Why We Do What We Do…Part II: Overspending

“Each of you should use whatever gifts you have received to serve others, as faithful stewards of God’s grace in its various forms.” 1 Peter 4:10

Does God really care if I buy an extra pair of shoes, a movie, some video games, or that magazine? Doesn’t God have bigger problems then how I spend my money? Isn’t that a bit extreme? After reading Luke 12:35-48 (I’d highly recommend checking it out) I’m convinced it is not too extreme and everything we do is important. Our Master is returning and we’re busy goofing off. He has entrusted us with material and spiritual gifts and He is watching us right now to see if we are using them faithfully. It bears no significance that our name is on the paycheck; it all belongs to Him. (1 Cor. 10:26) Consider this; Jesus is standing in front of you with a wad of cash, assuring you can do whatever you want with it. I don’t know about you, but my first response probably wouldn’t be running to Outback Steakhouse, buying a new T.V., or taking a trip to Disneyland. I’m guessing I would be motivated and obligated to use it for the hungry and needy. I couldn’t say for sure that’s what I’d do, but I have my dreams.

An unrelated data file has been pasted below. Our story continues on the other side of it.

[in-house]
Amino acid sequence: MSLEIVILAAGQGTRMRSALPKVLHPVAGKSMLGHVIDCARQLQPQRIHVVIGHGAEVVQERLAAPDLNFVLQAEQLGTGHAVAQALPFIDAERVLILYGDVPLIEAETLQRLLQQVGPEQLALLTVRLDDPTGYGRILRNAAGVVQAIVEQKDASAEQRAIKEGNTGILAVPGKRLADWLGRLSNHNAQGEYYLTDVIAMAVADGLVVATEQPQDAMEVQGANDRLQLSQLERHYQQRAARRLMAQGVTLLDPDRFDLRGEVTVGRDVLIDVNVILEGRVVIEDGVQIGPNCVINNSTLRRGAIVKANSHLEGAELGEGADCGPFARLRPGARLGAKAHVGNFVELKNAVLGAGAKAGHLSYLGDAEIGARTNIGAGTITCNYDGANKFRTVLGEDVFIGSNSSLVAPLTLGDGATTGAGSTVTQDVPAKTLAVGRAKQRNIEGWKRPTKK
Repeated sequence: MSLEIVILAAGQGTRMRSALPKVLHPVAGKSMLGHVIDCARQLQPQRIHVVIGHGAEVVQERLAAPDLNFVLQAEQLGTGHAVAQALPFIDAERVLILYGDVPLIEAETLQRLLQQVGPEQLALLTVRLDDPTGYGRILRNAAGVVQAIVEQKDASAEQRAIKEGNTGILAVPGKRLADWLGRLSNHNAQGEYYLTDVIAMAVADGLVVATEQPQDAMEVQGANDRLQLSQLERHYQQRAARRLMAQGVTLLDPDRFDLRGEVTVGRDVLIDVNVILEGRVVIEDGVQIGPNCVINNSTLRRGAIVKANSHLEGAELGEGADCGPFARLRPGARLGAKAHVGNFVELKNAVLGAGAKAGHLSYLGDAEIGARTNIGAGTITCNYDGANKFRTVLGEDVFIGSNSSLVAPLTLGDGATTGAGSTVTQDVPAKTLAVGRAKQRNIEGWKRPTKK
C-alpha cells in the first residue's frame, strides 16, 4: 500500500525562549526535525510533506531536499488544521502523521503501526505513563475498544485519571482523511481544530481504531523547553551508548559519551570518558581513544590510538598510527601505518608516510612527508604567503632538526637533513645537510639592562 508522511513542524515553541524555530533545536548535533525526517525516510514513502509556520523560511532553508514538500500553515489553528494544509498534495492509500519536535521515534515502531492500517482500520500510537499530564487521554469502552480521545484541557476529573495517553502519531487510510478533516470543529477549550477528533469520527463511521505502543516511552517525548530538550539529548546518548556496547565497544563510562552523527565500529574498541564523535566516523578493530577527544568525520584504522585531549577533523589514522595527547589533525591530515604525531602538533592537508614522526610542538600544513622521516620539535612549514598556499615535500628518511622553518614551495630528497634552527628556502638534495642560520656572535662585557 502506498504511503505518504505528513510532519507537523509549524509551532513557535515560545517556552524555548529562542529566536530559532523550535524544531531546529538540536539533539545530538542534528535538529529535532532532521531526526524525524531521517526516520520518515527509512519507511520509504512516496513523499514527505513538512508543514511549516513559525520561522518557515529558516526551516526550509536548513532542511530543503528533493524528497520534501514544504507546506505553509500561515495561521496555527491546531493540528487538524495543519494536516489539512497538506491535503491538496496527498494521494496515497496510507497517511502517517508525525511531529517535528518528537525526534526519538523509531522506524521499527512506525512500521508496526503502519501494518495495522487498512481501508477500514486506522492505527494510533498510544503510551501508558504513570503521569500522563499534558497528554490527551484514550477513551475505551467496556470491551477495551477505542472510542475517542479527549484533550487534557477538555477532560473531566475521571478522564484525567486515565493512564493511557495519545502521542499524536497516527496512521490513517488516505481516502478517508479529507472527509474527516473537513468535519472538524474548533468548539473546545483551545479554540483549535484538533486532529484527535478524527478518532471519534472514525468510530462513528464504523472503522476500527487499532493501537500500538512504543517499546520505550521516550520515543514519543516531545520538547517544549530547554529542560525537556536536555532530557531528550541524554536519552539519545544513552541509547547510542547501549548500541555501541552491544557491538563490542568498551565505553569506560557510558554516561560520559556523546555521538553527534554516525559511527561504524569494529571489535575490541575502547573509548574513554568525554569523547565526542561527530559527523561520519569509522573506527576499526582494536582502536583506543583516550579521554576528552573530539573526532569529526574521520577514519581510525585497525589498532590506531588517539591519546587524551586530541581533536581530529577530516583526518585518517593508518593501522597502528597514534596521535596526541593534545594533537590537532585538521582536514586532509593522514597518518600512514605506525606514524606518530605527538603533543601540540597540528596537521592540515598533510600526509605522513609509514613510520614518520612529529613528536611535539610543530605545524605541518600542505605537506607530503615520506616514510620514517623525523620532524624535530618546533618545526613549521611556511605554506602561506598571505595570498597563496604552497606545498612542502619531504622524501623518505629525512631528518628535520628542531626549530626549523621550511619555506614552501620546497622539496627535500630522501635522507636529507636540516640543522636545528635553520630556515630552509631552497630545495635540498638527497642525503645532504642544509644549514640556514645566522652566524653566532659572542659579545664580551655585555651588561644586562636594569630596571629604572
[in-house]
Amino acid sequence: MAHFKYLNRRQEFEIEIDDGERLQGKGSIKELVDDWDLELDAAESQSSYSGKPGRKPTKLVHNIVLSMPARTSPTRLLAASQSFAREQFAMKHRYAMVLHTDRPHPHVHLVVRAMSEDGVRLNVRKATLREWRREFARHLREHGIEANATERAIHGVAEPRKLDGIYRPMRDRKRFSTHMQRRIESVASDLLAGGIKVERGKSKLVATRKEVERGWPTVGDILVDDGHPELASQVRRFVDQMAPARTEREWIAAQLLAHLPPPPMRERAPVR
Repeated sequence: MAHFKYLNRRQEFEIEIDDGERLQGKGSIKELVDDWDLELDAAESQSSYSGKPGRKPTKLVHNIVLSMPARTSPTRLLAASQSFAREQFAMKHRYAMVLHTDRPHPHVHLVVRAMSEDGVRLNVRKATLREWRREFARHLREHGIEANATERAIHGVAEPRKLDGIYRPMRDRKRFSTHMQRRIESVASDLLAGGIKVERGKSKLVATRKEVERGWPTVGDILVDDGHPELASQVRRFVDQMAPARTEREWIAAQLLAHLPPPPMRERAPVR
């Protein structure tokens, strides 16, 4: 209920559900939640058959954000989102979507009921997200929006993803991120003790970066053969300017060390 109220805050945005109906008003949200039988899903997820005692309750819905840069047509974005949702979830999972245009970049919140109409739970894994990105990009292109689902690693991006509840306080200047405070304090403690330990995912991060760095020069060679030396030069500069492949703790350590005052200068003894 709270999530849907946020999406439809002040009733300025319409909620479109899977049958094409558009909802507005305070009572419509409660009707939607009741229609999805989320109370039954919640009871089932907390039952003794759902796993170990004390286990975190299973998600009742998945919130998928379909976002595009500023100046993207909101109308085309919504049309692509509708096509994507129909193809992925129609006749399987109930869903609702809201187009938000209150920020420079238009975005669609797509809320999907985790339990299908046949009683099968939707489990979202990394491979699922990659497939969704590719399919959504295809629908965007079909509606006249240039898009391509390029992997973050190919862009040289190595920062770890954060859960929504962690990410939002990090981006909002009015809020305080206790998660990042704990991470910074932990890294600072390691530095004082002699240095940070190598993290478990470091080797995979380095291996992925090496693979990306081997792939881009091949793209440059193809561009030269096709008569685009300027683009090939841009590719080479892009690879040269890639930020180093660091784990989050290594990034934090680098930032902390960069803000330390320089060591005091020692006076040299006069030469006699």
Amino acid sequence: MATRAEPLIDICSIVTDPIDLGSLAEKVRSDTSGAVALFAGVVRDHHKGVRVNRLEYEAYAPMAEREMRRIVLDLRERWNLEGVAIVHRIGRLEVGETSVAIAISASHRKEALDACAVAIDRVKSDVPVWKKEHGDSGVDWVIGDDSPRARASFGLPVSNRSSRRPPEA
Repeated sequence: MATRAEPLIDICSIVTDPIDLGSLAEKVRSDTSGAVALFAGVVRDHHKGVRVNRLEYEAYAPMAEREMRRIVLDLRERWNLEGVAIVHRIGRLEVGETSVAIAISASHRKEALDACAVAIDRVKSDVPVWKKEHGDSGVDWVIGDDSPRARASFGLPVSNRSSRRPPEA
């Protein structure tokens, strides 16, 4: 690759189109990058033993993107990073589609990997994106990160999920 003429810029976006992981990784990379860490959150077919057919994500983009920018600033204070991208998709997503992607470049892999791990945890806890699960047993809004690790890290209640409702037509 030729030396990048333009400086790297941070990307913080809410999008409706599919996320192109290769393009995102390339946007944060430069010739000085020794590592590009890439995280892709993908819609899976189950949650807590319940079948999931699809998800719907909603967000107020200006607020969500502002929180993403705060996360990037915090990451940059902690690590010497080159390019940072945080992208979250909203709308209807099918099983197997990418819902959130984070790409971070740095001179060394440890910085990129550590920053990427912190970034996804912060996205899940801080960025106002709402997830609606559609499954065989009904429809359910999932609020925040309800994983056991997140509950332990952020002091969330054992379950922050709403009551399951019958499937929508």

The reality is, every Friday (or whatever the pay day is), we are presented with that very same opportunity! Yes, we have bills to pay and things we need for our survival, but how much of that is truly spent wisely? If Jesus looked through your checkbook register, would you be embarassed? I know I would be. Let’s spend a moment clearing out our spiritual garden again, digging up the roots to our spending habits.

Root #1: I Lust with My Eyes

“For everything in the world-the lust of the flesh, the lust of the eyes, and the pride of life-comes not from the Father but from the world.” 1 John 2:16